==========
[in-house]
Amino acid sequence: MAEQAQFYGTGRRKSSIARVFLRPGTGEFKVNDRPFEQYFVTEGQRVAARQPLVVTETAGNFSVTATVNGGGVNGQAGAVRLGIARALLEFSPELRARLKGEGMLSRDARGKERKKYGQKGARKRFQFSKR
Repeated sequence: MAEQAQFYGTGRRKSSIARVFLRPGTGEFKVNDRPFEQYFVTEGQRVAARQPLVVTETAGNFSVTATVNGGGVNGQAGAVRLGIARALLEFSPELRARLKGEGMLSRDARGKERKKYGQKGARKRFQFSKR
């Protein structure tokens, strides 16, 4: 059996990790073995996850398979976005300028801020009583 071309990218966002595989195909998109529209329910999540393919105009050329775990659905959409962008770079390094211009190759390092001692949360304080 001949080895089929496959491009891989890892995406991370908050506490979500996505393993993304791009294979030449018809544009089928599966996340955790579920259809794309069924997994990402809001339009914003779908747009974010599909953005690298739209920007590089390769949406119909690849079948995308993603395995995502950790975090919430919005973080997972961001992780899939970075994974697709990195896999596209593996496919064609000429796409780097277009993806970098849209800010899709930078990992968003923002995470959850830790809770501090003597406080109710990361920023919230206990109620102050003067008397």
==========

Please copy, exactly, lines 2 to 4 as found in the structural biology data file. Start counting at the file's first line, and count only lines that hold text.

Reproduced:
Amino acid sequence: MAEQAQFYGTGRRKSSIARVFLRPGTGEFKVNDRPFEQYFVTEGQRVAARQPLVVTETAGNFSVTATVNGGGVNGQAGAVRLGIARALLEFSPELRARLKGEGMLSRDARGKERKKYGQKGARKRFQFSKR
Repeated sequence: MAEQAQFYGTGRRKSSIARVFLRPGTGEFKVNDRPFEQYFVTEGQRVAARQPLVVTETAGNFSVTATVNGGGVNGQAGAVRLGIARALLEFSPELRARLKGEGMLSRDARGKERKKYGQKGARKRFQFSKR
């Protein structure tokens, strides 16, 4: 059996990790073995996850398979976005300028801020009583 071309990218966002595989195909998109529209329910999540393919105009050329775990659905959409962008770079390094211009190759390092001692949360304080 001949080895089929496959491009891989890892995406991370908050506490979500996505393993993304791009294979030449018809544009089928599966996340955790579920259809794309069924997994990402809001339009914003779908747009974010599909953005690298739209920007590089390769949406119909690849079948995308993603395995995502950790975090919430919005973080997972961001992780899939970075994974697709990195896999596209593996496919064609000429796409780097277009993806970098849209800010899709930078990992968003923002995470959850830790809770501090003597406080109710990361920023919230206990109620102050003067008397």